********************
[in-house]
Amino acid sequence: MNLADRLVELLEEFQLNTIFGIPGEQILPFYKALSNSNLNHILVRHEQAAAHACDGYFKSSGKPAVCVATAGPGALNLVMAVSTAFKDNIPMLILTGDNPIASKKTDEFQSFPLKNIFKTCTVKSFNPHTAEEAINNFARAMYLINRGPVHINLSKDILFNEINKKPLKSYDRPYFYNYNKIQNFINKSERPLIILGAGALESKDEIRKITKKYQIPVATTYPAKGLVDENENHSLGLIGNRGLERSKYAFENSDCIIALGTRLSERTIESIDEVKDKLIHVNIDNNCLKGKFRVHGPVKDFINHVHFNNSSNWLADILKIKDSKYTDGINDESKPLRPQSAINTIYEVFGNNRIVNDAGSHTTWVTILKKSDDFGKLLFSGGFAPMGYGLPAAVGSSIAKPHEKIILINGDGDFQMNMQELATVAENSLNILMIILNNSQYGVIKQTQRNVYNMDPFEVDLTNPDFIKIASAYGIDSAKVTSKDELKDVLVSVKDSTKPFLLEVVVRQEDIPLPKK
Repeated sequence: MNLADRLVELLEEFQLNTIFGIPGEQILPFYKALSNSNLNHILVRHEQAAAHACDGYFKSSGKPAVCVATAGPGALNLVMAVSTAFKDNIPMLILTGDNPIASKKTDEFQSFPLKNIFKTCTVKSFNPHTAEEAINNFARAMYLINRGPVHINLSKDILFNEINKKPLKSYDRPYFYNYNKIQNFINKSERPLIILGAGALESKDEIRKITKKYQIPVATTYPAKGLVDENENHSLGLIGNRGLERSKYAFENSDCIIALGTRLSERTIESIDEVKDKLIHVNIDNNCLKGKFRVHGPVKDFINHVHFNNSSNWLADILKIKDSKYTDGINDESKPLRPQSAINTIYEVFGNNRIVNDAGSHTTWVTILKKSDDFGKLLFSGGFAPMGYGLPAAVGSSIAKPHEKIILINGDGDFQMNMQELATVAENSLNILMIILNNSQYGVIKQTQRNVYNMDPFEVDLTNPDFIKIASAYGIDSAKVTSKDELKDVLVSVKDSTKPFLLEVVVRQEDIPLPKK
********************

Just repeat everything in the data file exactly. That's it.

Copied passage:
[in-house]
Amino acid sequence: MNLADRLVELLEEFQLNTIFGIPGEQILPFYKALSNSNLNHILVRHEQAAAHACDGYFKSSGKPAVCVATAGPGALNLVMAVSTAFKDNIPMLILTGDNPIASKKTDEFQSFPLKNIFKTCTVKSFNPHTAEEAINNFARAMYLINRGPVHINLSKDILFNEINKKPLKSYDRPYFYNYNKIQNFINKSERPLIILGAGALESKDEIRKITKKYQIPVATTYPAKGLVDENENHSLGLIGNRGLERSKYAFENSDCIIALGTRLSERTIESIDEVKDKLIHVNIDNNCLKGKFRVHGPVKDFINHVHFNNSSNWLADILKIKDSKYTDGINDESKPLRPQSAINTIYEVFGNNRIVNDAGSHTTWVTILKKSDDFGKLLFSGGFAPMGYGLPAAVGSSIAKPHEKIILINGDGDFQMNMQELATVAENSLNILMIILNNSQYGVIKQTQRNVYNMDPFEVDLTNPDFIKIASAYGIDSAKVTSKDELKDVLVSVKDSTKPFLLEVVVRQEDIPLPKK
Repeated sequence: MNLADRLVELLEEFQLNTIFGIPGEQILPFYKALSNSNLNHILVRHEQAAAHACDGYFKSSGKPAVCVATAGPGALNLVMAVSTAFKDNIPMLILTGDNPIASKKTDEFQSFPLKNIFKTCTVKSFNPHTAEEAINNFARAMYLINRGPVHINLSKDILFNEINKKPLKSYDRPYFYNYNKIQNFINKSERPLIILGAGALESKDEIRKITKKYQIPVATTYPAKGLVDENENHSLGLIGNRGLERSKYAFENSDCIIALGTRLSERTIESIDEVKDKLIHVNIDNNCLKGKFRVHGPVKDFINHVHFNNSSNWLADILKIKDSKYTDGINDESKPLRPQSAINTIYEVFGNNRIVNDAGSHTTWVTILKKSDDFGKLLFSGGFAPMGYGLPAAVGSSIAKPHEKIILINGDGDFQMNMQELATVAENSLNILMIILNNSQYGVIKQTQRNVYNMDPFEVDLTNPDFIKIASAYGIDSAKVTSKDELKDVLVSVKDSTKPFLLEVVVRQEDIPLPKK